So have I heard the cuckoo’s parting cry,
From the wet field, through the vext garden trees,
Come with the volleying rain and tossing breeze.
Mather Arnold, 1822-1888
How apt that just a few days before our visit to Bodenham I (Graham Heywood) should be reading the above poem by Mathew Arnold. Was it a warning of the weather we might expect?
We gathered under a dark grey sky with warnings of extreme gales and heavy rain, but despite the warnings 22 members signed up braved the weather to enjoy the first event of the 2017/18 season. Organised by Tony Overland with assistance from Brian Phillips we enjoyed a guided tour of ‘Worcestershire’s Hidden Garden’. Led by the second generation’s owner James Binnian we were shown a huge range of trees and shrubs, set within a beautifully landscaped 170-acre park with magnificent water features.
The arboretum is a privately-run garden, part of a larger family run farming business incorporating home produced lamb, pork and beef; log production producing 1,000 tons per year to feed the hugely increasing number of private log burning fires; a very popular lakeside licensed restaurant and shop. There are 170 acres in total. The restaurant has become a local destination attracting large numbers of visitors at the weekend.
James informed us that in terms of overall income, the most profitable was the food sales, followed by sale of logs and then admissions to the arboretum.
The site is bowl shaped with an opening on one side, and converting it to its current purpose was relatively easy. Within this bowl there are two miniature valleys which are fed with water from a series of springs. David Binnians’s (James’ father) first task was to decide where the pools were to be created, and then the location of the planting of additional trees. There are now some thirteen pools with a constant supply of water.
When the property was purchased in 1973 by James’ parents it was a near derelict 127 acres with extensive rough grazing and covered in brambles and scrub woodland. James’ father David was a Kidderminster based estate agent and who read forestry at college. The arboretum opened to the public in 1998. It now employs 20 staff inside and 5 outside the grounds. The site is on clay but with careful management the tree losses have been reduced. Part of the estate was heavily planted with Poplar for the nearby Bryant and May matchstick factory, but this has long disappeared although large stands of Poplar still survive in and around the site. One of the main features of the park is the Laburnum tunnel, styled on the fine example at Bodnant but laid out in a unique curving format. Honey fungus is a problem here. A splendid Gazebo erected to mark the millennium and a new fernery both add greatly to the must-see attractions.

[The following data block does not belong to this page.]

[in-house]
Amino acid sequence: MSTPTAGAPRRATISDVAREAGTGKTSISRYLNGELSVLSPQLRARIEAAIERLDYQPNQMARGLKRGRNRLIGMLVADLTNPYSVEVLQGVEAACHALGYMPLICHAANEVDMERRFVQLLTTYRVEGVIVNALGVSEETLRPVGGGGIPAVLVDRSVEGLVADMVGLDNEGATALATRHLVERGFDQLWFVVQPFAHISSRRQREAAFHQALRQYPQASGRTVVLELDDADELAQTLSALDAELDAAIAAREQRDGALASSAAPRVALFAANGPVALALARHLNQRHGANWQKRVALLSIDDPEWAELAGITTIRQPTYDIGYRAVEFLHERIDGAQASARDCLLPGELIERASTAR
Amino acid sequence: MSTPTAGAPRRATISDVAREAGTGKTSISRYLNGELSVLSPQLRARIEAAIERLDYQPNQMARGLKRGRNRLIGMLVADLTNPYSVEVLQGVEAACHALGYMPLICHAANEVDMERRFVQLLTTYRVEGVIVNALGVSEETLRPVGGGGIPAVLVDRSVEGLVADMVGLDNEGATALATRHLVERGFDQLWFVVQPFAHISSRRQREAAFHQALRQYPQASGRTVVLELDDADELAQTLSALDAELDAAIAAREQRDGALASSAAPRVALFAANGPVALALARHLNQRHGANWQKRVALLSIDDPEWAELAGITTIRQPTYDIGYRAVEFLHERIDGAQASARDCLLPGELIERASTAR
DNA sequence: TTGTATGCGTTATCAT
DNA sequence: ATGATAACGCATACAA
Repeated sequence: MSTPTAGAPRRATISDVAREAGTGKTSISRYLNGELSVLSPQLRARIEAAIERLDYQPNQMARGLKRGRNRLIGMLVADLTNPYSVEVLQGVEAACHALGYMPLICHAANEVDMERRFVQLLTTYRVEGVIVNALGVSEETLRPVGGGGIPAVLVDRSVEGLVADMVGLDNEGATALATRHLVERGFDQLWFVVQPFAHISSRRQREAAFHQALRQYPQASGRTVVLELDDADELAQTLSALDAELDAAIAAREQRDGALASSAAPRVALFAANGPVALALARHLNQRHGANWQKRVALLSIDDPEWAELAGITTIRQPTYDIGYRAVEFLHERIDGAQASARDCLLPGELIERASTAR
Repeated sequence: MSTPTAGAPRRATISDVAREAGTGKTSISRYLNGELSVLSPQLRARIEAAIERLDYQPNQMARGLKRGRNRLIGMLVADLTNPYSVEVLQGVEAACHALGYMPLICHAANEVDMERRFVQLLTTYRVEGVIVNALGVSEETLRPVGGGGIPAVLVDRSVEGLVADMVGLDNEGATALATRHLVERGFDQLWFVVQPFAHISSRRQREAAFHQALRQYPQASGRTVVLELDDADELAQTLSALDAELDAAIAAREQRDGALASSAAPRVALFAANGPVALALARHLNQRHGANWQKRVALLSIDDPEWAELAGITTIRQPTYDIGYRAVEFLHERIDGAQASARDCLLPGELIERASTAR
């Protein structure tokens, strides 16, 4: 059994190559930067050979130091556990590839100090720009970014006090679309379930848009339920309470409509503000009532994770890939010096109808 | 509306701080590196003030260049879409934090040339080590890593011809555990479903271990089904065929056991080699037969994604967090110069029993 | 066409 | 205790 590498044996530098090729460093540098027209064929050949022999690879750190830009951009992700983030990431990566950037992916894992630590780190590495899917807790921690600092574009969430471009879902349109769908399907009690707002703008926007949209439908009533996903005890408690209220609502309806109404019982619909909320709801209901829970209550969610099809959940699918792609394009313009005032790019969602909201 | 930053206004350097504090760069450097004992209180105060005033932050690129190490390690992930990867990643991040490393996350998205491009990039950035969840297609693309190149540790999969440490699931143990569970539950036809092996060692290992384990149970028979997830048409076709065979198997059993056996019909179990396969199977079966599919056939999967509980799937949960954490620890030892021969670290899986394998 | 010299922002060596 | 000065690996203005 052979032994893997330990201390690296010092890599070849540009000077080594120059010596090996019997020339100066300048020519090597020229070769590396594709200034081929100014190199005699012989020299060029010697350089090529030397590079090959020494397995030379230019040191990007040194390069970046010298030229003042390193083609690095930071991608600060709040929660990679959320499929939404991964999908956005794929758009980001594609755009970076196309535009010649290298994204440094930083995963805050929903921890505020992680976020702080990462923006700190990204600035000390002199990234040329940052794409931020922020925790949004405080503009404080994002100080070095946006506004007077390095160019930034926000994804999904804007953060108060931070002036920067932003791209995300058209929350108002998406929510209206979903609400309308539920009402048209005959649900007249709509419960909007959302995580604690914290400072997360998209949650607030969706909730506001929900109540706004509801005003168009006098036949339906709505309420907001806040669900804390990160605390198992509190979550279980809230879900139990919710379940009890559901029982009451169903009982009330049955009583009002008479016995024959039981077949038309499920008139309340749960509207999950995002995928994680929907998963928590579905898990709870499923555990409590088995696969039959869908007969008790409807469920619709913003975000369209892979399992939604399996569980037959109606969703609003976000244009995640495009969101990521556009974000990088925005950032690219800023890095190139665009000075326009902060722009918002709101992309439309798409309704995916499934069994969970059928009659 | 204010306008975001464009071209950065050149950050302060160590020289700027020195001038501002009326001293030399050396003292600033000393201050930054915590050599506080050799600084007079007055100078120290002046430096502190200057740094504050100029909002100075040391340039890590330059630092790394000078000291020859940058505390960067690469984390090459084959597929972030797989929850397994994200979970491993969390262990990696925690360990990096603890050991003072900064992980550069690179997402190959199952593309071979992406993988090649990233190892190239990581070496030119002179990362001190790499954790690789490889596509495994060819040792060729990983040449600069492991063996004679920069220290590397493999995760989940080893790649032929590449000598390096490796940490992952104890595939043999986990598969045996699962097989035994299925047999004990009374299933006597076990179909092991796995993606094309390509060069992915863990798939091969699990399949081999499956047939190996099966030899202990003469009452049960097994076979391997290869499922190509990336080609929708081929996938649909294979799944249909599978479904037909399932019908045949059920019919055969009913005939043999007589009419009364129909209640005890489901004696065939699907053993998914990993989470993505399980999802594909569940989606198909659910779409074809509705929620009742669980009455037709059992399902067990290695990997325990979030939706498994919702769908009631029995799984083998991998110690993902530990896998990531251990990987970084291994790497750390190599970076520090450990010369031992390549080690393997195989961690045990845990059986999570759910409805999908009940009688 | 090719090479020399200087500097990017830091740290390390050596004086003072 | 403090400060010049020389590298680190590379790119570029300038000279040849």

The arboretum is a perfect wildlife habitat and the West Midland Bird Club hold their National Bird surveys there every year. One the busy times of year is Christmas when the donkeys become a firm favourite.
James has received a host of awards including a Tourism Enterprise Award and an English Heritage Status Award in 1995. Bodenham is the only site which has qualified twice for this prestigious award. James took a poignant moment to describe his experience when visiting the House of Lords to collect the Tourism Enterprise Award from Angela Leadson. He was on the Westminster Bridge at the time of the terrorist attack in March of this year with his family on their way to collect their award.
James reminded us about the Kew links with the arboretum – Kew were assessors for the Heritage Status award and were also instrumental in the early days of its development by providing plant material. Sadly, these early links with Kew have not lasted and our President, Jean Griffin promised to look into the possibility of these links being renewed.
Finally, we asked about the future plans for the arboretum and the family business. James is not the kind of man to let the grass grow under his feet! There are two rapidly growing Forest Schools benefiting more than 3000 children each year and a programme of thinning and shrub colour enrichment. At this point James reflected on the knowledge he and his family have accumulated over the years and cautioned anyone in a similar situation not to plant trees too close together. They need room to grow!
We concluded our very informative and inspiring morning tour with a splendid lunch at the lakeside restaurant, after which many members took the opportunity to explore the gardens by themselves before departing home. However, before members and friends departed the restaurant there was one very important task for the President to perform. That was to congratulate Leo Pemberton on his 89th birthday (we had all signed a birthday card for Leo) who seemed to be more fit and agile than many present who were younger than he. We reflected on the support and encouragement Leo had provided to many of us during our time as students at Kew. Well done Leo; what a wonderful age and what a wonderful man!
PS: The weather was, after all, relatively good for our visit with just a light occasional drizzle and no wind to speak of.
Review by Graham Heywood and Peter Styles.